When Wajid Syed and Pat Omidian of Focusing Initiatives International began working with community leaders from the war-torn Western region of Pakistan, they found that these leaders were often as traumatized as the people they were being trained to help.
Their first task, then, has been to find a way to create safe spaces where the program participants can explore both their own and their communities’ responses (psychosocial, physical and spiritual) to loss, pain and suffering from war and natural disasters.
Drawing on the strong local tradition of hospitality so key to survival in this region, they introduce the community leaders to Focusing techniques, with a variety of practical exercises that can be practiced at home and in their communities. These include a Focusing visualization of a calm place, some practices in gratitude, and the use of the metaphor of the honored and valued guest as a way to hold and be with trauma and emotional pain.
Once these skills are practiced and can be used comfortably, the community leaders in training are led through a series of activities, based in Positive Deviance, that illustrate how most problems have local solutions and that there is someone in their community that is already doing what needs to be done. Workshop participants are encouraged to explore Positive Deviance in their families and communities. Who is doing well, despite the trauma experienced in the community, and how are they doing it?
This positive approach leads to discussions about resilience and provides another opportunity for program participants to become grounded in locally-based ways people adapt and to learn how to share and spread this positive adaptation. Often this discussion brings out the spiritual side of a community, as much as it does their close connection to each other.
Pat and Wajid have discovered that most community members have only a limited understanding of stress and stress reactions, and are often afraid of their own body responses to fear or prolonged stress. Many of the workshop activities, therefore, include basic information on the physical reaction to stress and how, through Focusing, one can more readily recover.
All activities in the workshop are designed to be shared at home and with community members, and include a variety of participatory approaches and activities, such as role plays, puppetry, Focusing and visualizations, art and body movement.
The workshop specifically aims to integrate psychosocial wellness into everyday activities in the participants’ agencies, communities and homes. Each participant brings to the course their own experiences and expertise, and shares with others as part of mutual learning. And so, through the use of Focusing, personal narratives, case studies and experiential techniques, the participants begin to develop trauma recovery modules that are specific to their own communities and their local culture and that they will implement themselves.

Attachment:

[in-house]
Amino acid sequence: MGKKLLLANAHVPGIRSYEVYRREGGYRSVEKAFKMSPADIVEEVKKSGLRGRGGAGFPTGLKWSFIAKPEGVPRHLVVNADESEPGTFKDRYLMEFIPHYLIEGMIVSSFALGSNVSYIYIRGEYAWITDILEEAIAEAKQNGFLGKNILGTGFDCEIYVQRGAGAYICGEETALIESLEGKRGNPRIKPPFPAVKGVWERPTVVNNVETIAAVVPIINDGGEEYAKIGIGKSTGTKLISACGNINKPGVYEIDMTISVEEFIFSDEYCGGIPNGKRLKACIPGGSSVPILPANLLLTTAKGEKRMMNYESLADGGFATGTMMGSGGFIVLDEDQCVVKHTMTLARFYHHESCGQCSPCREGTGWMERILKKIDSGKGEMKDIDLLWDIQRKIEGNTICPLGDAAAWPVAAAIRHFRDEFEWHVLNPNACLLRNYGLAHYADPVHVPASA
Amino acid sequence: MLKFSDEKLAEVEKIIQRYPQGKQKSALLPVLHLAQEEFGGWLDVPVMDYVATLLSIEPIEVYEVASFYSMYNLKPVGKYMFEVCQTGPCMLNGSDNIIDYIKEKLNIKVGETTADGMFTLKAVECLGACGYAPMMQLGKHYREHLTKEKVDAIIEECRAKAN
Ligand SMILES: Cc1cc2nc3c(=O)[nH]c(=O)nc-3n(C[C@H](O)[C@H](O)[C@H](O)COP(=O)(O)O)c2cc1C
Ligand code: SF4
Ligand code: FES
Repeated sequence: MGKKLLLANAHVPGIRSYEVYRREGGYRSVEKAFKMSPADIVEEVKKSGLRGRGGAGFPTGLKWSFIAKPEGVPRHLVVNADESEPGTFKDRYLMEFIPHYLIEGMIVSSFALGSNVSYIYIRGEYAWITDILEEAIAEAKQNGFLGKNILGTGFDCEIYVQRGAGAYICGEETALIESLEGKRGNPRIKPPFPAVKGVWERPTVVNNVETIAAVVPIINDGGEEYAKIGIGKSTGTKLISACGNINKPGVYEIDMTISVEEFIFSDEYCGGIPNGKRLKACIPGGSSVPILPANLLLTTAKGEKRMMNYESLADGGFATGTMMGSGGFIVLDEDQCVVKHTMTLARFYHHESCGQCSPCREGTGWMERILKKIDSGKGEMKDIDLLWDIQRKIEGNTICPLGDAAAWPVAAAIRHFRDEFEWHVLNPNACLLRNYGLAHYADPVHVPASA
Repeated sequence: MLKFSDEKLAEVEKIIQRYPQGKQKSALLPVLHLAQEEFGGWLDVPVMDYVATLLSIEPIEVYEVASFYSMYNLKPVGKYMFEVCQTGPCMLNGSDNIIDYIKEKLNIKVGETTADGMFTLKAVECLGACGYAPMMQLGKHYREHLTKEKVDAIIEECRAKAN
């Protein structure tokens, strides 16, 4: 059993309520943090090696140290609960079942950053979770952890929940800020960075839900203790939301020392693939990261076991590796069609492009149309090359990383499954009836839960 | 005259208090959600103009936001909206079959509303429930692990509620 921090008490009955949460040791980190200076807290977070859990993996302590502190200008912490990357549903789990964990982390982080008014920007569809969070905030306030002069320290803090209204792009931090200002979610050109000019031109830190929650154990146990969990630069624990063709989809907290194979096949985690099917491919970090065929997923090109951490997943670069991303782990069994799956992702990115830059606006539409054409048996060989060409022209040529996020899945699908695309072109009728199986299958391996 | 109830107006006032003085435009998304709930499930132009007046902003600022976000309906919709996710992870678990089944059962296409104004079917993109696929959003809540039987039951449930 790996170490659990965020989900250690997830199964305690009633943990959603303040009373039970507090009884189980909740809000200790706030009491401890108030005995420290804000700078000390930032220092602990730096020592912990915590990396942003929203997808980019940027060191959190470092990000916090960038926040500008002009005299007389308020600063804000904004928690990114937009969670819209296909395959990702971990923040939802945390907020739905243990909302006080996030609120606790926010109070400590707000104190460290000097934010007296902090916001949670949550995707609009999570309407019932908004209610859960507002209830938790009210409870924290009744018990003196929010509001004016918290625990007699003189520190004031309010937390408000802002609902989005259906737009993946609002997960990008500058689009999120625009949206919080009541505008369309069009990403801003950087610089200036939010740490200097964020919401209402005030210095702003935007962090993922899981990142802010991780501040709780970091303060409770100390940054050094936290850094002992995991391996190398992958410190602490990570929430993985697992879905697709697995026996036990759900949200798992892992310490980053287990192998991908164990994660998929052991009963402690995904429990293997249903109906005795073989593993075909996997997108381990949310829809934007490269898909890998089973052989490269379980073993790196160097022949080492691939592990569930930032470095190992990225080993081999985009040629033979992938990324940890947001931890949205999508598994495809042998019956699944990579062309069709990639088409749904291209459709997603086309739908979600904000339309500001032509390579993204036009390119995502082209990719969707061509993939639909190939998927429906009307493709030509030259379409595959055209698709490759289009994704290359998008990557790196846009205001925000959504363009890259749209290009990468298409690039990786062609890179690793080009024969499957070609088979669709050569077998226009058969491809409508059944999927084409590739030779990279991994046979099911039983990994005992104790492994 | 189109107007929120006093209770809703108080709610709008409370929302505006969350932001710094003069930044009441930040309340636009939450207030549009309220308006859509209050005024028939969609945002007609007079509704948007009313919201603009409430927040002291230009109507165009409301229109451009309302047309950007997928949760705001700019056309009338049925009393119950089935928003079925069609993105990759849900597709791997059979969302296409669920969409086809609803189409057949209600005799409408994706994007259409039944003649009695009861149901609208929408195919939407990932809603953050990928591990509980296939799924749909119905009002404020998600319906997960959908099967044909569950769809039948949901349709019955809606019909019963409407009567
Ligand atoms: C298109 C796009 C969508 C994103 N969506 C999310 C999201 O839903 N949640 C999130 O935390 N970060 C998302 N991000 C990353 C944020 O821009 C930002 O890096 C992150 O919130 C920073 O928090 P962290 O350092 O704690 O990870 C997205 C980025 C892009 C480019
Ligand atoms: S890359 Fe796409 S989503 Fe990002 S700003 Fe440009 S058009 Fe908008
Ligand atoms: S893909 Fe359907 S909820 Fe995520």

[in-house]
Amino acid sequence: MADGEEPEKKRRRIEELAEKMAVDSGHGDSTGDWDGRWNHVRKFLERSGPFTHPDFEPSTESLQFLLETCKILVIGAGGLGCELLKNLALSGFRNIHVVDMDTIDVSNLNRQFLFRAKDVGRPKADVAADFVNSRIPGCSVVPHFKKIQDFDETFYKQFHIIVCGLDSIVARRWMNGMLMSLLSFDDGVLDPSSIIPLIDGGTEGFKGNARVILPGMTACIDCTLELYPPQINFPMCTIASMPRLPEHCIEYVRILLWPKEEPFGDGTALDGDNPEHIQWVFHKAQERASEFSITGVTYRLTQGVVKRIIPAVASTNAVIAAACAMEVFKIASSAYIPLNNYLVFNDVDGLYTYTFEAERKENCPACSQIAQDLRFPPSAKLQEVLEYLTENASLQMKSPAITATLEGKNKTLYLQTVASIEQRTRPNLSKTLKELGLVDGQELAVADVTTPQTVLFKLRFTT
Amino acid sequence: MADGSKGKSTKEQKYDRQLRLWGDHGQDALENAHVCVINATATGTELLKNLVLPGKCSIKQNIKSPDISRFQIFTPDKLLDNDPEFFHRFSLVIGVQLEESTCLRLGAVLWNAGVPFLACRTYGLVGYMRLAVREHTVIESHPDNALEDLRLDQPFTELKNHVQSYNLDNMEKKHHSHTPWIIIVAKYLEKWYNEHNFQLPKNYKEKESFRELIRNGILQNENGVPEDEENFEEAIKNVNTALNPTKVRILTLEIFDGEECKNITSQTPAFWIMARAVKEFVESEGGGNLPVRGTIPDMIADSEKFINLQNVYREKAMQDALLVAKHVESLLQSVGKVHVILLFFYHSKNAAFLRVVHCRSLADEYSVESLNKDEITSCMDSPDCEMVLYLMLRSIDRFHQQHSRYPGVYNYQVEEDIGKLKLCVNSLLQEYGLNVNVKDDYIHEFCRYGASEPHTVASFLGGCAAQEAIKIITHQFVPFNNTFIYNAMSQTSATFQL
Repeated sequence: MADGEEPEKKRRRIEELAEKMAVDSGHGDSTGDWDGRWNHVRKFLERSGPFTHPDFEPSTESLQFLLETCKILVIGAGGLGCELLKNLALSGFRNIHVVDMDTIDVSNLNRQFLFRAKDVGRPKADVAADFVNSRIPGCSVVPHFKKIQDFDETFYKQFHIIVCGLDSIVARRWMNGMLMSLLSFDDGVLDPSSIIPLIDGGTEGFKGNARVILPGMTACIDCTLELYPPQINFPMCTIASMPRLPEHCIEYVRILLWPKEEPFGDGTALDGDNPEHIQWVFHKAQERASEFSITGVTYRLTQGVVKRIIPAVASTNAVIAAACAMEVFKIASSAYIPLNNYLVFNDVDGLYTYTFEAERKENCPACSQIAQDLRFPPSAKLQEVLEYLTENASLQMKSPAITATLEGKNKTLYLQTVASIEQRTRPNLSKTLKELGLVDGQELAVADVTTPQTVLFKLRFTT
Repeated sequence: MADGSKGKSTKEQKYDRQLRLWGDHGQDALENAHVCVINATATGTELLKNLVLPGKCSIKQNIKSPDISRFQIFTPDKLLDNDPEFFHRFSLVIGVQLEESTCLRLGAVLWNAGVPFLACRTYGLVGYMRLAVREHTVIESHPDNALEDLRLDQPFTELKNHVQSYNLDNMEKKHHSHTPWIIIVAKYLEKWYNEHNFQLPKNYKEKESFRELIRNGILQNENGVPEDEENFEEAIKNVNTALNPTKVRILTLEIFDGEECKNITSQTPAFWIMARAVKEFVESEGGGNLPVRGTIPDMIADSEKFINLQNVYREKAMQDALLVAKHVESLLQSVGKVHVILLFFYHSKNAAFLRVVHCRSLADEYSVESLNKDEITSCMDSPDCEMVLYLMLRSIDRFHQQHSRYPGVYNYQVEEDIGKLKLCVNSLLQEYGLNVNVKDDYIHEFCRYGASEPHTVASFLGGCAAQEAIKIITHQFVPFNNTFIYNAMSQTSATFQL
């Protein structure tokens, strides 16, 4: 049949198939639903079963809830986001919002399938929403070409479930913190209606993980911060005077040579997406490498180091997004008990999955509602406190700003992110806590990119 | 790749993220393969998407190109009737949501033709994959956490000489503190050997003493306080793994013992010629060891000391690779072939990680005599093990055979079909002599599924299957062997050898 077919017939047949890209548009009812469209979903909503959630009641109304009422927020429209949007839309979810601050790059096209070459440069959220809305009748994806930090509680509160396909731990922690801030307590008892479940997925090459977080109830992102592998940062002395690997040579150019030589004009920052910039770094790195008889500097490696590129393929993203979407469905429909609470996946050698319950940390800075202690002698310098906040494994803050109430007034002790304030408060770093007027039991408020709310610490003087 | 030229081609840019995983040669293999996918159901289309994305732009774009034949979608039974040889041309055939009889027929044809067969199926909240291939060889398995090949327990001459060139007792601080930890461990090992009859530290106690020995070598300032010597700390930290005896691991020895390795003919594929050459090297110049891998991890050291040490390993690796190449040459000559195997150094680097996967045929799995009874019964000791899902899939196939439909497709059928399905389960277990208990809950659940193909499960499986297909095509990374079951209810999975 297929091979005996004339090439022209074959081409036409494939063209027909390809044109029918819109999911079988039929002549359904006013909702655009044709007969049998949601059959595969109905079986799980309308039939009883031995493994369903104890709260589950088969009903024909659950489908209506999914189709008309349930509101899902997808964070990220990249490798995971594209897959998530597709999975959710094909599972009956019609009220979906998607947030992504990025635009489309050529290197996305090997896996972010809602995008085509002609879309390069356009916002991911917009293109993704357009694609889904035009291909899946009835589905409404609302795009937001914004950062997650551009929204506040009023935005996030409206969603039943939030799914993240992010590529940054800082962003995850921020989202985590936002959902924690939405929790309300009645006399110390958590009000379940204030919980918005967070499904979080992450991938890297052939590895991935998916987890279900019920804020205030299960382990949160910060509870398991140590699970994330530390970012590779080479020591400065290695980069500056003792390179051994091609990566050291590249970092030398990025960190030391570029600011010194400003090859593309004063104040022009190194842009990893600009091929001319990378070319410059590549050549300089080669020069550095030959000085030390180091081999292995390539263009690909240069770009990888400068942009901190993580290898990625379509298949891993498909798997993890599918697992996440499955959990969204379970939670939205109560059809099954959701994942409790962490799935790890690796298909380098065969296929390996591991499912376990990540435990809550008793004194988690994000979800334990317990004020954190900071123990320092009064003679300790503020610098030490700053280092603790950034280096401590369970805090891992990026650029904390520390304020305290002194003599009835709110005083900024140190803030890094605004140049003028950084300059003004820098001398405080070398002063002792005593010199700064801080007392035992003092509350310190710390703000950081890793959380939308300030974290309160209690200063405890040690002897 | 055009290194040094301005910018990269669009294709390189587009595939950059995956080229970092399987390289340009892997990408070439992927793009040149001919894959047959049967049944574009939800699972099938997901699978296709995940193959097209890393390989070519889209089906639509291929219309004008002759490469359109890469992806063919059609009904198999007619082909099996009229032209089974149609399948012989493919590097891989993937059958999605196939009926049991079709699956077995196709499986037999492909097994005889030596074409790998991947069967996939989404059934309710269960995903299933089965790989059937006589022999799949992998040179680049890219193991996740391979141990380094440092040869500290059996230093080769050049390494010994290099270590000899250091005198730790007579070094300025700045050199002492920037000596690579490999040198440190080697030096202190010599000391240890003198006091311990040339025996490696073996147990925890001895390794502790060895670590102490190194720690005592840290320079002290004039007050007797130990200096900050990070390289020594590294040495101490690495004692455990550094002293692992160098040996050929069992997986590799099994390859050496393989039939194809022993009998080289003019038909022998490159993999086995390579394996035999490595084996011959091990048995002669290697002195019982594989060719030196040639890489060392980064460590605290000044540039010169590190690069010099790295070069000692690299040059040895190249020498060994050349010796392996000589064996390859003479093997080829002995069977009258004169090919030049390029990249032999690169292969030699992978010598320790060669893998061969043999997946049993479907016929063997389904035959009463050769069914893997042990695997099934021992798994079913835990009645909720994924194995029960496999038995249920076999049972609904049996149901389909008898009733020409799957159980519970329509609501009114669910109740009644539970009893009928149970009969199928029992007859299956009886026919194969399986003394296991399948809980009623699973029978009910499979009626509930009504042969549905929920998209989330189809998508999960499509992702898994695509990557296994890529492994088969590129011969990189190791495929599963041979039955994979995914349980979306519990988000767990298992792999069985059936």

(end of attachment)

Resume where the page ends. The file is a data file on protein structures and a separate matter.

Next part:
The Program Objectives are to
To explore cultural variables in resiliency and coping with stress and to help individuals and communities develop an understanding of the connections between resilience and the capacity to manage stress in positive and healthy ways.
To develop some key exercises, appropriate for the participant’s community and culture to support resilience
To learn or enhance individuals’ skills at Focusing, listening and pausing, to promote individual and community healing
To explore tools and options for community-based interventions
Much of Focusing International’s work in Pakistan has centered on communities in FATA (the Federally Administered Tribal Areas of western Pakistan – the tribal areas that border on Afghanistan). This is the war affected area that sees drone attacks and fighting between local armed groups (including the PaksitanTaliban) and the Pakistan Army. Most people in this remote, mountainous region subsist on farming and livestock but more than 200,000 families have fled their homes to seek shelter in camps set up near urban areas. Others stay in the area of the fighting because they fear losing their crops and animals.
Mr. Syed Wajid (Peshawar based Focusing trainer, Master Trainer with a background in social work) leads and trains the local teams. Much of his work is with community health workers and community leaders, and centers on violence reduction, particularly on the reduction of family and domestic violence. His trainings are conducted in Urdu (the national language), Pashto (the dominant local language), or English. He helped develop a Pashto manual on Focusing and Psychosocial Wellness.
You can support Wajid and others as they take these wellness programs to the people who need them the most. Your tax deductible monthly donation will help us sustain this work.